The great parenting debate

Once you become a parent you soon learn that people likes to judge, pass comment and strike up debate about everything. And I mean everything.

Whether it's breast or formula, bed sharing or a Moses basket, cloth nappies or disposable nappies, self soothing or rocking to sleep... there's always one busy body who has something to say about it all.

I mentioned in my blog the other day how we had started weaning Peyton this last week. We started initially on some baby porridge before giving her pureed vegetables. I mentioned we got the Cow and Gate baby porridge because it was the only one I could see in Boots that was gluten free, and my health visitor told me to not give any gluten before five or six months (can't remember which!) 

I joined a baby led weaning group on Facebook as, ideally, I'd like to do this with Peyton. Possibly with a mixture of purees, but we'll see how we get on.

Anyway, my point (there is one, I promise!)... some of the comments I see on people's posts on this group are absolutely shocking. People genuinely asking for advice or support, and the perfect mum brigade putting them down.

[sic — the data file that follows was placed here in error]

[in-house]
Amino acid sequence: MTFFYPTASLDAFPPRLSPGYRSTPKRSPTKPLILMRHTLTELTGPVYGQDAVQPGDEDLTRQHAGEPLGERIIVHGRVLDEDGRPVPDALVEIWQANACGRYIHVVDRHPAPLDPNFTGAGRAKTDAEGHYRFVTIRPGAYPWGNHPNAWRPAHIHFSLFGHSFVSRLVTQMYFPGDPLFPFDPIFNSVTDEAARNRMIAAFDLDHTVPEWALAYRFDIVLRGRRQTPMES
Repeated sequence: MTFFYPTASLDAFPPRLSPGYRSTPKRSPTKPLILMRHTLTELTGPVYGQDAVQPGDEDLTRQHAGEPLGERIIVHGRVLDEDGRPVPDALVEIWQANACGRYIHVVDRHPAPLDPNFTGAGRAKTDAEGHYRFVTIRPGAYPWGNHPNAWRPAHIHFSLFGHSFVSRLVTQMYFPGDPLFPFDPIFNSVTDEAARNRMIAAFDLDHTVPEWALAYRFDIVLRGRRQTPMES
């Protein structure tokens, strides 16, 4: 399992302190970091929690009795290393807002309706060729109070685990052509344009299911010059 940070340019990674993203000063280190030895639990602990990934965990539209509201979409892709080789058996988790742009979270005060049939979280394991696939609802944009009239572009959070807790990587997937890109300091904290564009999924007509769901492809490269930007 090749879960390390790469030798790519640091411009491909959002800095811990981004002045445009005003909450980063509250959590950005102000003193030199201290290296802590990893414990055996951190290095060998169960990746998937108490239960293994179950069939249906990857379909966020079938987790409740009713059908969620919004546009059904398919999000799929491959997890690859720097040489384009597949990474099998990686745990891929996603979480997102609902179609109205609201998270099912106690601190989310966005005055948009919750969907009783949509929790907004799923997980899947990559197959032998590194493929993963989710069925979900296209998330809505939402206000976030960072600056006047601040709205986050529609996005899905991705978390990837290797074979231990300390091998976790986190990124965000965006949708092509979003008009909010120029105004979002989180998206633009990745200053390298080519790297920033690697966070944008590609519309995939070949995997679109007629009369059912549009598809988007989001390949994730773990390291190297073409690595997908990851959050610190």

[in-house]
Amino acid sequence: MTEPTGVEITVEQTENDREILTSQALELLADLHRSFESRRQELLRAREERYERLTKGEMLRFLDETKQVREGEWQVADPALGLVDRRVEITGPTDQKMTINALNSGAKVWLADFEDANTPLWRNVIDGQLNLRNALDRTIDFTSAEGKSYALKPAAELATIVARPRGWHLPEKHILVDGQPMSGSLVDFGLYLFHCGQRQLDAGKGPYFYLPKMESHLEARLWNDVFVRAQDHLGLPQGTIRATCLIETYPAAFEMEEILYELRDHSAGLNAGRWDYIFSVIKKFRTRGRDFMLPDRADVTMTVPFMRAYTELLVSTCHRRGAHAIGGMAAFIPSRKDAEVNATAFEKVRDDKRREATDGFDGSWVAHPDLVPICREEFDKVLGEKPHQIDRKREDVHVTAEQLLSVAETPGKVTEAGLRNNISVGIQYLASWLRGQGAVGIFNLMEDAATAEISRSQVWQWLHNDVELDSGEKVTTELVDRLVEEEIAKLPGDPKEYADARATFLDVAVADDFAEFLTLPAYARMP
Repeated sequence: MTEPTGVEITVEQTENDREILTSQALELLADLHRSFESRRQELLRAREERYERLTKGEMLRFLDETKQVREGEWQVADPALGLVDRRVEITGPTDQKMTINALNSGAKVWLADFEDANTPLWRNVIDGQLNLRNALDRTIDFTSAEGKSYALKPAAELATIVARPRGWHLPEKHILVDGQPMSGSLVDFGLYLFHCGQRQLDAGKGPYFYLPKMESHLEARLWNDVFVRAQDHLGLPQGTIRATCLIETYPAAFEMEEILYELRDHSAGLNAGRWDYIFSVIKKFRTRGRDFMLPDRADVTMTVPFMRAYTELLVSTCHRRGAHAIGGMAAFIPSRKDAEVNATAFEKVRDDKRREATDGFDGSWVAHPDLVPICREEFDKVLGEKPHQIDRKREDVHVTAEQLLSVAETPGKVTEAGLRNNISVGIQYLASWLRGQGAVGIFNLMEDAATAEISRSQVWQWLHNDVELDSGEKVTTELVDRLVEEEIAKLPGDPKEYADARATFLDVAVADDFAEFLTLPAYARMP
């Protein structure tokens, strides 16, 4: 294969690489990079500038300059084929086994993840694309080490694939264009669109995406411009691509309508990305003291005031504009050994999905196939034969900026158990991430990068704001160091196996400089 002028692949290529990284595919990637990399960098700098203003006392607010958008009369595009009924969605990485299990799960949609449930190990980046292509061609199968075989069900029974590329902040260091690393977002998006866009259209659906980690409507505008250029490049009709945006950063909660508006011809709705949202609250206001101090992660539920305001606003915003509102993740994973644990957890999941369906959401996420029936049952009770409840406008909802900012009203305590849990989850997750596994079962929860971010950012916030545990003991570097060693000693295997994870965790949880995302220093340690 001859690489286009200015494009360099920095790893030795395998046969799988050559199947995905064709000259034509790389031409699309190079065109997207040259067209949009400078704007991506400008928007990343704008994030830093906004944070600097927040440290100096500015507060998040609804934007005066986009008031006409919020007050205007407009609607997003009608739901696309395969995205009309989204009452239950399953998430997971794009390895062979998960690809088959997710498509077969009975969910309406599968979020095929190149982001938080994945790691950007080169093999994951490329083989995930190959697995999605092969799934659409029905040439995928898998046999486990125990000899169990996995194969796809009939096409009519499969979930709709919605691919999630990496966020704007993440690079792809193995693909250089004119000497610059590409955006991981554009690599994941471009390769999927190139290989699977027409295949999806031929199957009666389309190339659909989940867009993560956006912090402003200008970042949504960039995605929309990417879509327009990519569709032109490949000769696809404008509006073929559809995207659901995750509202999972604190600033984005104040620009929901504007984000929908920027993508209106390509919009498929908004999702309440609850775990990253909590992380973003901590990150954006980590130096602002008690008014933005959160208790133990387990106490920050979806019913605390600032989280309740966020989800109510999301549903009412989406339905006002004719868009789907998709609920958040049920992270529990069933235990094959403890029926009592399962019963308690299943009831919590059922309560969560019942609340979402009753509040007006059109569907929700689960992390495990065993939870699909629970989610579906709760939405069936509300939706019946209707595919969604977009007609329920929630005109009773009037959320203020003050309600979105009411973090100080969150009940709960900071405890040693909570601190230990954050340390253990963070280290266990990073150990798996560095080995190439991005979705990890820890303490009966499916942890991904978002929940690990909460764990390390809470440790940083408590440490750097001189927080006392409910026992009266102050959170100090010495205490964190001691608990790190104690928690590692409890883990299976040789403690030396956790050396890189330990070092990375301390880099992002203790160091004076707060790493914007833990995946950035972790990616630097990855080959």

I've seen someone ask if it was ok to start giving puree veg to their little one from four/five months, then do BLW from six months. Only for someone to jump in and say "well, no, because that won't be baby led weaning it'll be baby less weaning."

Well, hang on love, it's clearly not "baby less weaning" unless you were just feeding vegetable puree to your child's high chair. If the food is going in the baby's mouth, I'd say you're managing to wean said baby. Of course, it's not baby led by definition, but there's nothing to say you can't start baby led later down the line.

Another post, on the same group, really rattled my cage. It was from a mum asking if she could start her little one with baby led weaning a couple of weeks before they were six months because they were showing all the signs. The comments were completely split down the middle - half of them saying it was fine as guidelines state "around six months" and the other half saying no.